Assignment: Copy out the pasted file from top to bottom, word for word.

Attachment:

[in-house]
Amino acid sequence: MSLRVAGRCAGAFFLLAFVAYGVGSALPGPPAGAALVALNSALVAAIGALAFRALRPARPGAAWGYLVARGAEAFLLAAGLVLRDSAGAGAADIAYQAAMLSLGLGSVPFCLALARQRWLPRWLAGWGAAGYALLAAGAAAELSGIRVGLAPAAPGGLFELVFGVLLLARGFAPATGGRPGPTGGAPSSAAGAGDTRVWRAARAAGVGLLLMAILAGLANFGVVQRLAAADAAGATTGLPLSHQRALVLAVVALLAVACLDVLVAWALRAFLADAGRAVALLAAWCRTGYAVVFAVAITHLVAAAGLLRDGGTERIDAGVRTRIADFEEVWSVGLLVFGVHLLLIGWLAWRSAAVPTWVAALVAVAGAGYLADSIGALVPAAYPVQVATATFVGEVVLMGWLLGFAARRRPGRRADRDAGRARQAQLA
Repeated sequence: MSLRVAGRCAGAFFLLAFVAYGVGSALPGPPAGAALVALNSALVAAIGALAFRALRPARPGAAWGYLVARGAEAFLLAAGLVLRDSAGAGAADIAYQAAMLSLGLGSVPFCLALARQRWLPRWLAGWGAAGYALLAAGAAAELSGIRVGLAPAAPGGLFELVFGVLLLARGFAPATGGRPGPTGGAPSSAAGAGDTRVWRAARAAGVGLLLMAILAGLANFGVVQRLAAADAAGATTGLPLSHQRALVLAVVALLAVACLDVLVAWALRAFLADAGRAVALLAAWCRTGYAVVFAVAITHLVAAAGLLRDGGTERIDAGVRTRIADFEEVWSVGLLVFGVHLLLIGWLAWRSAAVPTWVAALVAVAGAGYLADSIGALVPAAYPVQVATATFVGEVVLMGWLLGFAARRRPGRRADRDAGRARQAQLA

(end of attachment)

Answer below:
[in-house]
Amino acid sequence: MSLRVAGRCAGAFFLLAFVAYGVGSALPGPPAGAALVALNSALVAAIGALAFRALRPARPGAAWGYLVARGAEAFLLAAGLVLRDSAGAGAADIAYQAAMLSLGLGSVPFCLALARQRWLPRWLAGWGAAGYALLAAGAAAELSGIRVGLAPAAPGGLFELVFGVLLLARGFAPATGGRPGPTGGAPSSAAGAGDTRVWRAARAAGVGLLLMAILAGLANFGVVQRLAAADAAGATTGLPLSHQRALVLAVVALLAVACLDVLVAWALRAFLADAGRAVALLAAWCRTGYAVVFAVAITHLVAAAGLLRDGGTERIDAGVRTRIADFEEVWSVGLLVFGVHLLLIGWLAWRSAAVPTWVAALVAVAGAGYLADSIGALVPAAYPVQVATATFVGEVVLMGWLLGFAARRRPGRRADRDAGRARQAQLA
Repeated sequence: MSLRVAGRCAGAFFLLAFVAYGVGSALPGPPAGAALVALNSALVAAIGALAFRALRPARPGAAWGYLVARGAEAFLLAAGLVLRDSAGAGAADIAYQAAMLSLGLGSVPFCLALARQRWLPRWLAGWGAAGYALLAAGAAAELSGIRVGLAPAAPGGLFELVFGVLLLARGFAPATGGRPGPTGGAPSSAAGAGDTRVWRAARAAGVGLLLMAILAGLANFGVVQRLAAADAAGATTGLPLSHQRALVLAVVALLAVACLDVLVAWALRAFLADAGRAVALLAAWCRTGYAVVFAVAITHLVAAAGLLRDGGTERIDAGVRTRIADFEEVWSVGLLVFGVHLLLIGWLAWRSAAVPTWVAALVAVAGAGYLADSIGALVPAAYPVQVATATFVGEVVLMGWLLGFAARRRPGRRADRDAGRARQAQLA